A1 Dreaming (3:02)
A2 The Hardest Part (3:37)
A3 Union City Blue (3:19)
A4 Shayla (3:51)
A5 Eat To The Beat (2:35)
A6 Accidents Never Happen (4:10)
B1 Die Young Stay Pretty (3:27)
B2 Slow Motion (3:25)
B3 Atomic (4:35)
B4 Sound Asleep (4:12)
B5 Victor (3:19)
B6 Living In The Real World (2:38)

Chrysalis

Cat No: CDL 1225
Released: 1979

£4.50

Lowfinger

Format: Vinyl 12 Inch
Genre: New Wave

The Goodfoot E.P.

A1 Cape Of The Goodfoot [Tim Lover Lee Mix]
A2 Don't Smell Helen
B1 Mexico
B2 Ledfinger

Rodeo Meat

Cat No: RM04

£4.00

Captain Sensible

Format: Vinyl 7 Inch
Genre: New Wave

Glad It's All Over / Damned On 45

A Glad It's All Over (4:06)
Damned On 45 (7:20)
AA-1 Damned On 45
AA-2 Love Song
AA-3 Dozen Girls
AA-4 The Dog
AA-5 New Rose
AA-6 Can't Be Happy
AA-7 Burglar
AA-8 Plan 9 Channel 7
AA-9 Lively Arts
AA-10 Disco Man
AA-11 Smash It Up
AA-12 Brenda
AA-13 Stranger On The Town
AA-14 Happy Talk
AA-15 Blackout
AA-16 Lovely Money

A&M Records

Cat No: CAP 6
Released: 1984

£5.00

Thomas Dolby

Format: Vinyl 12 Inch
Genre: New Wave

Dissidents

A Dissidents: The Search For Truth Part I (7:17)
B1 Dissidents: The Search For Truth Part II (5:53)
B2 Urges (3:42)

Parlophone

Cat No: 12 R6071
Released: 1984

£5.00

Killing Joke

Format: Vinyl 12 Inch
Genre: New Wave

Birds Of A Feather

A1 Birds Of A Feather (3:46)
A2 Sun Goes Down (4:19)
B Flock The BSide (3:46)

EG

Cat No: EGOX 10
Released: 1982

£4.50

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Information on the New Wave genre

New Wave is a genre of music that emerged in the mid to late 1970s alongside punk rock. The term at first generally was synonymous with punk rock before being considered a genre in its own right that incorporated aspects of electronic and experimental music, mod subculture, and disco and 1960s pop music, as well as much of the original punk rock sound and ethos, such as an emphasis on short and punchy songs. The 1990s and 2000s have seen revivals, and a number of acts that have been influenced by a variety of New Wave styles.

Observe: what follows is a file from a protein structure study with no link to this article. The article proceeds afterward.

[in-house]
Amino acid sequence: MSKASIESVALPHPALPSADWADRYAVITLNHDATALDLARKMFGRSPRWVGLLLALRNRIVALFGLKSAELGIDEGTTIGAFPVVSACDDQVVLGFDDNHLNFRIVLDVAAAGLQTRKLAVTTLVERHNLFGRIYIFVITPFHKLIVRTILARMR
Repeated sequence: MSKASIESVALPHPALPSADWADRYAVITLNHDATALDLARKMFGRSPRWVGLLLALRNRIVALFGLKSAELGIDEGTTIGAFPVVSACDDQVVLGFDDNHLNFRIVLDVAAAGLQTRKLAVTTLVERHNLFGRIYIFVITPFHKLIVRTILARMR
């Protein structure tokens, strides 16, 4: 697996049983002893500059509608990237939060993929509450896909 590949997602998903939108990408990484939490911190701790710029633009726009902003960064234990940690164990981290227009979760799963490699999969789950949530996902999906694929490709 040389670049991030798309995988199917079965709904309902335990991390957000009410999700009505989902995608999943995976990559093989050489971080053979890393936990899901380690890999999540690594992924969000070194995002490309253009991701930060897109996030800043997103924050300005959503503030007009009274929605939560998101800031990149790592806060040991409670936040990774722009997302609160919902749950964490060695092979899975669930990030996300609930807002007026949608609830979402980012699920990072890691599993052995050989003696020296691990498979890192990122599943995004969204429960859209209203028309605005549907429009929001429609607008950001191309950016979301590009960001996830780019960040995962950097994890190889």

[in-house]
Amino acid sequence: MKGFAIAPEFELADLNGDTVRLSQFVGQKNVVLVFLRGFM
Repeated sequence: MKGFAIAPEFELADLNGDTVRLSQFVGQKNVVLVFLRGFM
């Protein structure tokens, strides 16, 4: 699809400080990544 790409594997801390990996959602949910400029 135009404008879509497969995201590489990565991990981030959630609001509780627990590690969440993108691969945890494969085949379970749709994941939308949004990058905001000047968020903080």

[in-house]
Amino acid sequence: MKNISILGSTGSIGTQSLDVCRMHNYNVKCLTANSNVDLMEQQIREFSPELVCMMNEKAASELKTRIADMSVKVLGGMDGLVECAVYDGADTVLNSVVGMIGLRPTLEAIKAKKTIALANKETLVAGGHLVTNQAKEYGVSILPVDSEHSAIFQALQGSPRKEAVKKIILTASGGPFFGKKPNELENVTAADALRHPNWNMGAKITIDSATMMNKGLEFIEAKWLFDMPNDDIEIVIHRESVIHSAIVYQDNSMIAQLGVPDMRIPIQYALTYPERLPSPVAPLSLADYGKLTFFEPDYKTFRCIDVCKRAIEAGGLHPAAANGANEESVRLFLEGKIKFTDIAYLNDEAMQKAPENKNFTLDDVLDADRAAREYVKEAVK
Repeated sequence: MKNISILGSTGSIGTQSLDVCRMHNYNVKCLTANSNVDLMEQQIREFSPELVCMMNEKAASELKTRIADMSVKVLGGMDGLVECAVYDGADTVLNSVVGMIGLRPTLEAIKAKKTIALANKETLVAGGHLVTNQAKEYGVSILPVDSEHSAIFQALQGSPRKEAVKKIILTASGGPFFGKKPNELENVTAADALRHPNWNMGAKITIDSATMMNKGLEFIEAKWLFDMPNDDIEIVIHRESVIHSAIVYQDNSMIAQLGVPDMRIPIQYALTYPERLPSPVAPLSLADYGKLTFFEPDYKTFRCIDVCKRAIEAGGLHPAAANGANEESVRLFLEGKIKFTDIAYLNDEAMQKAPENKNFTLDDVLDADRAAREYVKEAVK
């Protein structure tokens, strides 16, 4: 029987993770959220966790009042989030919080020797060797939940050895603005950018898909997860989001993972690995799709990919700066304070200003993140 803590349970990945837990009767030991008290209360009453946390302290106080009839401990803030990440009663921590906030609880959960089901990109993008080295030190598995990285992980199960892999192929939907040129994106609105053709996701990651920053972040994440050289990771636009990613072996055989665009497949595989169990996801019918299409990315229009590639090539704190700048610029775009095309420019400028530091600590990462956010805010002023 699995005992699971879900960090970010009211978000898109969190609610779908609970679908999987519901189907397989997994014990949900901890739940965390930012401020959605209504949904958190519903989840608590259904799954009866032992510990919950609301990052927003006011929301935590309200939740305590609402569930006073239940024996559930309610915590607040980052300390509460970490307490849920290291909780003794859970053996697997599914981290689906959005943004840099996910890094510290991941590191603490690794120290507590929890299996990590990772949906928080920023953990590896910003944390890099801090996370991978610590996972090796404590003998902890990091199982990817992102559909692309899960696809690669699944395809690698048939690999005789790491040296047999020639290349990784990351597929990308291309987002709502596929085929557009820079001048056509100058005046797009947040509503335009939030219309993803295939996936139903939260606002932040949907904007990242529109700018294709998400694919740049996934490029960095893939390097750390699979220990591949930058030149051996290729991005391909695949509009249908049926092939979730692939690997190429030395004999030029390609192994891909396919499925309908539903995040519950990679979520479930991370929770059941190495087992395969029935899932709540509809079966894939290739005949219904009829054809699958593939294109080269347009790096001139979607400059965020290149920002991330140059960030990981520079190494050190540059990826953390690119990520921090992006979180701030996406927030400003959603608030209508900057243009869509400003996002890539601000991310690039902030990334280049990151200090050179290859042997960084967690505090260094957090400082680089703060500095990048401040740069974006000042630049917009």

The term "New Wave" itself has been a source of much confusion and controversy. It was used in 1976 in the UK by punk fanzines such as Sniffin' Glue, and then by the professional music press. In a November 1976 article in Melody Maker, Caroline Coon used Malcolm McLaren's term "New Wave" to designate music by bands not exactly punk, but related and part of the same musical scene. For a period of time in 1976 and 1977 the two terms were interchangeable. By the end of 1977, "New Wave" had replaced "Punk" as the definition for new underground music in the UK.

In the United States, Sire Records needed a term by which it could market its newly signed bands, who had frequently played the club CBGB. Because radio consultants in the United States had advised their clients that punk rock was a fad, they settled on the term "New Wave". Like those film makers, its new artists, such as the Ramones and Talking Heads, were anti-corporate and experimental. At first most American writers exclusively used the term "New Wave" to describe British punk acts. Starting in December 1976, The New York Rocker, which was suspicious of the term "punk," became the first American journal to enthusiastically use the term starting with British acts, and later appropriating it to acts associated with the CBGB scene.
Talking Heads performing in Toronto in 1978.